What to Know About Providing References

While the economic climate has been difficult due to COVID, some businesses are starting to bounce back from that by creating more job openings. If you have been looking for a job, you’ve likely made sure that your job search and marketing documents are polished to make a stellar impression. However, there is one marketing document that many professionals don’t give as much attention to as they should: their list of references. Far from being a formality, your references can help sway an undecided hiring manager and land you your dream job. Here are four tips to help you compile a great list of references.

List Different Types of References

When thinking about who to ask to provide you with a reference, it’s important to make sure that your references are varied. Hiring managers will prefer that each reference can provide unique details about you. These are the main types of references:

Personal references or character references: This would come from someone who doesn’t necessarily know you on a professional level, but knows you well enough to describe your character, skills and best attributes. This can be from a coach or volunteer leader, for example. A character reference can be used if you don’t have a lot of professional experience or if you don’t think that you have strong employment references. A hiring manager may or may not ask for a character reference letter, but this is another job search document that is good to have on file just in case. You may find yourself needing this personal or character reference outside of the job search: when applying for schools or rental properties, for example.

Academic references: This type of reference would mostly be used by a new graduate who doesn’t have much experience to provide a professional reference. This could be a reference from a professor or counselor who can speak about your abilities as a student.

Employment or work references: This type of reference would speak to your specific employment experience, including side gigs. This could be a reference from a former employer, co-worker or client.

Professional references: This type of reference would come from someone who knows you on a professional level. This could be a reference from a peer in an industry organization who is able to speak about your professional attributes.

Create a master document with several potential references in each of the categories that best apply to you. Some hiring managers may specify which kind of references they want. If they don’t, keep in mind that, generally, employment and professional references are the most important.

[READ: How to Use LinkedIn to Find a Job.]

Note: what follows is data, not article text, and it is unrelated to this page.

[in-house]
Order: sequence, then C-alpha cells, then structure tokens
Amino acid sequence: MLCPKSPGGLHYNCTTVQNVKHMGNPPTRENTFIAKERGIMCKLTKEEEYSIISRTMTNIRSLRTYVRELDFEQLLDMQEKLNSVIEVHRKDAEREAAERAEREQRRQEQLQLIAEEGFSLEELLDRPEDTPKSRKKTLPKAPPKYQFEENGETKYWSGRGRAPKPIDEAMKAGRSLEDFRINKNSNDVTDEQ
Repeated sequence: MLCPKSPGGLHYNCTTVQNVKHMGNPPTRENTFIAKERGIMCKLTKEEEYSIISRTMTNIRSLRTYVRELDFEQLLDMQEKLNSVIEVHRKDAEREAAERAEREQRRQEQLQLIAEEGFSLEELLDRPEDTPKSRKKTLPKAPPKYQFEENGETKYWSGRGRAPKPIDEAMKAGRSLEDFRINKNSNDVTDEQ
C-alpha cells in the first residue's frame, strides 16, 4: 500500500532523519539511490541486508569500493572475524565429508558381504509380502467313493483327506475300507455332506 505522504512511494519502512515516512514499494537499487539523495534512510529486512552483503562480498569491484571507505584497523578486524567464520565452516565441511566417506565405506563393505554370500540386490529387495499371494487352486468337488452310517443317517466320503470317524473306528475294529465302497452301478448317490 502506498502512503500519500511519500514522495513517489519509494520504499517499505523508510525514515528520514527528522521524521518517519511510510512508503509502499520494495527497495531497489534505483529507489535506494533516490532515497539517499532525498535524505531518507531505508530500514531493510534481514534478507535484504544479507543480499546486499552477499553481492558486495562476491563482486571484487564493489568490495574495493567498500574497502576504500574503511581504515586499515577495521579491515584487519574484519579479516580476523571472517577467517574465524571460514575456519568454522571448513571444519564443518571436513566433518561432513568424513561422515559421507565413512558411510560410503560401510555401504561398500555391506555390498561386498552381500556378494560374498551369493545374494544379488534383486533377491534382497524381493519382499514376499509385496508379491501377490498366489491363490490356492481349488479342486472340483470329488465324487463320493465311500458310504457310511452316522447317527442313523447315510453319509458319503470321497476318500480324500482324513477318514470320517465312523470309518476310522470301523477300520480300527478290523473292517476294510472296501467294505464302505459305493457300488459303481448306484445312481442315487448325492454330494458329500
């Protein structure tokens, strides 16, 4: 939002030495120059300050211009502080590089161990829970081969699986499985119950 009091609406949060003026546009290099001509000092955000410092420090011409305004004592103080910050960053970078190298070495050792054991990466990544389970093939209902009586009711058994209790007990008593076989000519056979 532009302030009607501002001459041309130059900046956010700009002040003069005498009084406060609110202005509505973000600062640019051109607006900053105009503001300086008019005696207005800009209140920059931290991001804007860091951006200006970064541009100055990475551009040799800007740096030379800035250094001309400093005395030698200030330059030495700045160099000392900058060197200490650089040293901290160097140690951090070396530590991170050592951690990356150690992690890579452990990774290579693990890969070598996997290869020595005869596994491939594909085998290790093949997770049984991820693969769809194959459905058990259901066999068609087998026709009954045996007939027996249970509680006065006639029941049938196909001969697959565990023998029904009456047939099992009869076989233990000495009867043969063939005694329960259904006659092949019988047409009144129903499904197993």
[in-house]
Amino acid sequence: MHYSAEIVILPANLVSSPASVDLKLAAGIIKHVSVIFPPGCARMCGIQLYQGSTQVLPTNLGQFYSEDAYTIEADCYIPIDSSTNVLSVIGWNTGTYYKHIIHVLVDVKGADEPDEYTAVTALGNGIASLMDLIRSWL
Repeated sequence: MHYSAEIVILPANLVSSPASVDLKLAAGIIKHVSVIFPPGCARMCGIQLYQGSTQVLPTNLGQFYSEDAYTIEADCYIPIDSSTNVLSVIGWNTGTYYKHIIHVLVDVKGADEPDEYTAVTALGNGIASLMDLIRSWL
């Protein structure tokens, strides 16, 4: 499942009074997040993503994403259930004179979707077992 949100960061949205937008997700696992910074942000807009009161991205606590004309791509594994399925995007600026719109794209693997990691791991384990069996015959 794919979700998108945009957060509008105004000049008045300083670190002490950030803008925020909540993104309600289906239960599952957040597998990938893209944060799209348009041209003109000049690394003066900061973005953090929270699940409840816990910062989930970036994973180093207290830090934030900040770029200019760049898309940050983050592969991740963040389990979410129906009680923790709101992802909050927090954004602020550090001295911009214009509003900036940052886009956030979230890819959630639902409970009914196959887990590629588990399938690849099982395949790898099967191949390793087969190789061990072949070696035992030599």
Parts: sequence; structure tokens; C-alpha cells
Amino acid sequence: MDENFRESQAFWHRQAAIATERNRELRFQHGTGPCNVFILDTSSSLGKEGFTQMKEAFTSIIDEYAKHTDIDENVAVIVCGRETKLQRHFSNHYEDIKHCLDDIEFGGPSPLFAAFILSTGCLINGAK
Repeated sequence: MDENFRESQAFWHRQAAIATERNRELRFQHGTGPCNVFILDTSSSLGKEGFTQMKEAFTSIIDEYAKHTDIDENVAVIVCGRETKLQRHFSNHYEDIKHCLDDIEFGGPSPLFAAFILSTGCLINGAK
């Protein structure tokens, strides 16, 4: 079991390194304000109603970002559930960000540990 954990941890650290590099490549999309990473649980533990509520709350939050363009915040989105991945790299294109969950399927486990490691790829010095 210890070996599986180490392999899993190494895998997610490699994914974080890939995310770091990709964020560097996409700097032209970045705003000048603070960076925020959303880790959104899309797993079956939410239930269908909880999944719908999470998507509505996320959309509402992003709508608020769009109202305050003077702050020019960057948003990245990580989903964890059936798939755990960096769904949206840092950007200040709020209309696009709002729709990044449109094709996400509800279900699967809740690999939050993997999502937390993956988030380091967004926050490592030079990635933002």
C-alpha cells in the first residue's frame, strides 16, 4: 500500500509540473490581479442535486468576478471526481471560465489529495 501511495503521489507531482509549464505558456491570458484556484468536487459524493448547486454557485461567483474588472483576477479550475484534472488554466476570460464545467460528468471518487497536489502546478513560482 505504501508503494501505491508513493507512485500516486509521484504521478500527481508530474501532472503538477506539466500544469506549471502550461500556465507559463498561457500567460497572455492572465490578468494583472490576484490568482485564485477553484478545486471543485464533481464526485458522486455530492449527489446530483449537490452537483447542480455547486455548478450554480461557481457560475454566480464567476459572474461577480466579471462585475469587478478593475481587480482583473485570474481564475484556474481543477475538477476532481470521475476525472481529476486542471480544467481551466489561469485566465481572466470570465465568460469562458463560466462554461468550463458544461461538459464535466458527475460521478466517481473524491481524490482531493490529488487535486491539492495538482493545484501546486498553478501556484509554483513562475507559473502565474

Ask Your Contacts if They Will Provide a Reference

Once you have your list of potential references, you will need to ask them for permission to use them as a reference. Let your contact know what kind of reference you would like them to provide, and make sure that your reference will feel comfortable doing that. You can even describe a certain project or situation that made you think they could provide you with a positive recommendation. If they agree, make sure to get their complete and current contact information, and add it to your master document.

Don’t get offended if someone declines to provide a reference. Some professionals have a personal policy of not providing references, and others operate under a company policy that doesn’t allow them to provide references. Thank them for their consideration and move on to the next possibility on your list.

[READ: 10 Types of Annoying Co-Workers and How to Deal With Them.]

Customize Your Reference List for a Hiring Manager

The good news is that generally a hiring manager will ask for references near the end of the hiring process. You may already have an idea of what kind of references the hiring manager will be looking for, or they may request specific kinds of references. From your master document, select the amount of references requested that can speak to the skills and experience required for the position.

Before sending the list to the hiring manager, call or email everyone on it to let them know that you will be submitting them as references for a job position. Confirm their current position and contact information. Give them as many details as possible about the job, such as the company name and position title, as well as what details the hiring manager may want to confirm with them. This will help your reference be prepared to give a solid recommendation on your behalf.

[See: 15 Best Remote Working Jobs.]

What to Know When References Aren’t Required

Some companies do not require professional references, but this doesn’t mean that a hiring manager can’t use other ways to find out more about applicants. Many hiring managers use social media to look up job candidates, so make sure that it’s either cleaned up and professionally presentable or set to private.

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What to Know About Providing References originally appeared on usnews.com

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